Employment status and self-reported unmet healthcare needs among South Korean employees

Rangkyoung Ha, Kyunghee Jung-Choi, Chang Yup Kim

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13 Scopus citations

Abstract

We aimed to examine the association between employment status and self-reported unmet healthcare needs and to identify factors influencing self-reported unmet healthcare needs by employment status. Nationally representative data from the 2012 Korea National Health and Nutrition Examination Survey were used. Participants were classified by employment status as either permanent or precarious workers. Explanatory variables included sociodemographic, labor-related, and health-related factors. Multivariate logistic regression ascertained the association between employment status and self-reported unmet healthcare needs and explanatory factors associated with self-reporting of unmet healthcare needs. Precarious workers had a higher prevalence of self-reported unmet healthcare needs than permanent workers, with a statistically significant odds ratio (OR) (1.74; 95% confidence interval (CI), 1.19–2.54). Male precarious workers working >40 h per week were more likely to self-report unmet needs than male precarious workers working <40 h (OR, 3.90; 95% CI, 1.40–10.87). Female precarious workers with a lower household income were about twice as likely to self-report unmet needs. Working hours and household income were significantly influential factors determining self-reporting of unmet healthcare needs, especially among precarious workers. Policy interventions to improve access to healthcare for precarious workers are needed.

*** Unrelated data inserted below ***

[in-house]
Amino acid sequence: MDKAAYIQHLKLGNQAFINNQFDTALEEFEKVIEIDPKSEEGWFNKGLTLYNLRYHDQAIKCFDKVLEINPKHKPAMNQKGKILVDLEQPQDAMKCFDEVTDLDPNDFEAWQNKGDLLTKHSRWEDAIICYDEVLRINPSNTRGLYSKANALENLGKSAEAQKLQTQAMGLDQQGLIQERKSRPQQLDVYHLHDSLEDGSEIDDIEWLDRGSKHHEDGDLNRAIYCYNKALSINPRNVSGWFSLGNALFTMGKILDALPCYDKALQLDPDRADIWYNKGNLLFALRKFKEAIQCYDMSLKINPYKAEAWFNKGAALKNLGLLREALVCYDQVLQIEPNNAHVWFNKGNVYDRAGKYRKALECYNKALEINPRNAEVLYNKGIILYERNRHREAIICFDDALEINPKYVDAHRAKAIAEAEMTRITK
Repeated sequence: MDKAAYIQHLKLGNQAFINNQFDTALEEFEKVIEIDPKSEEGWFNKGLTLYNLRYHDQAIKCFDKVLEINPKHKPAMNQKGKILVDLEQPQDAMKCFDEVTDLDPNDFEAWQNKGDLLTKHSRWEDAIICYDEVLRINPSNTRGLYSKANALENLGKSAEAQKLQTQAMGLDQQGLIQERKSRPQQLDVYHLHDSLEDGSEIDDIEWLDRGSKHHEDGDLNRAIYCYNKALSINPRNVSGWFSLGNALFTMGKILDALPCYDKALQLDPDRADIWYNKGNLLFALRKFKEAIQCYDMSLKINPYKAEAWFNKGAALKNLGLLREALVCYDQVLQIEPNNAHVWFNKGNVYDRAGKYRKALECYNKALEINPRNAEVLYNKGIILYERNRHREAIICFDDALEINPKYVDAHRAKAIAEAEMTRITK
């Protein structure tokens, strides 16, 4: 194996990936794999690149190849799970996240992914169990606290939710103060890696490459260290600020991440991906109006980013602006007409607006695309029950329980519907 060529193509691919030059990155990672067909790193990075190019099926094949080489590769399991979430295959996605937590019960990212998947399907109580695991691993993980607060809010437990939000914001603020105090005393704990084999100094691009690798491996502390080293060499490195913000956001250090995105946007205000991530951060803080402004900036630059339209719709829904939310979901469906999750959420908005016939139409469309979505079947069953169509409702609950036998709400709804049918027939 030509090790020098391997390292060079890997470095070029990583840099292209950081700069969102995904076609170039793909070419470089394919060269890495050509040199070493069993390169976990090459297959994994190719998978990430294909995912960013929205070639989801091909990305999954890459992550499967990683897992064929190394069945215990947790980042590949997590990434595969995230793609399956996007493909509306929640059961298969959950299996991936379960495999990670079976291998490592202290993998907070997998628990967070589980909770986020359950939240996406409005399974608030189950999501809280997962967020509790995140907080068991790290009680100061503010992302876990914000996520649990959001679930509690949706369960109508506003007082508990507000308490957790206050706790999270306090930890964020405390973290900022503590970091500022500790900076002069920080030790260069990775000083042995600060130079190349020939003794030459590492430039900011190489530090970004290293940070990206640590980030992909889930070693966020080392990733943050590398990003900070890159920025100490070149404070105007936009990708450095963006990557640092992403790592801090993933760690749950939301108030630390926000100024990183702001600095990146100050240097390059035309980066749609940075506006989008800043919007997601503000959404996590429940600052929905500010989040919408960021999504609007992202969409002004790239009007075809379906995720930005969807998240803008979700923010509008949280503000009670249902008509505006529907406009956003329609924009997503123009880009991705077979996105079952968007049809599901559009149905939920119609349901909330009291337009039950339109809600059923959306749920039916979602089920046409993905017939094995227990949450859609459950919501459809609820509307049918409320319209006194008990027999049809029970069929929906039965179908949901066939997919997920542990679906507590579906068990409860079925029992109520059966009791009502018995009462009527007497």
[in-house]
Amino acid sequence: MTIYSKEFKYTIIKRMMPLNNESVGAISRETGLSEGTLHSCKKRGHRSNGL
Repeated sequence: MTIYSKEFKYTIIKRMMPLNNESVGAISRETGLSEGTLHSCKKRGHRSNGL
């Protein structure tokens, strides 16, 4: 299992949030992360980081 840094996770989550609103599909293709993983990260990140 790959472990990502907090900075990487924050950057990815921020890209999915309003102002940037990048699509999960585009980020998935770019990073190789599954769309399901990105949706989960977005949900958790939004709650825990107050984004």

Original languageEnglish
Article number9
JournalInternational Journal of Environmental Research and Public Health
Volume16
Issue number1
DOIs
StatePublished - Jan 2019

Bibliographical note

Publisher Copyright:
© 2018 by the authors. Licensee MDPI, Basel, Switzerland.

Keywords

  • Barriers to healthcare utilization
  • Employment status
  • Precarious workers
  • Self-reported unmet healthcare needs

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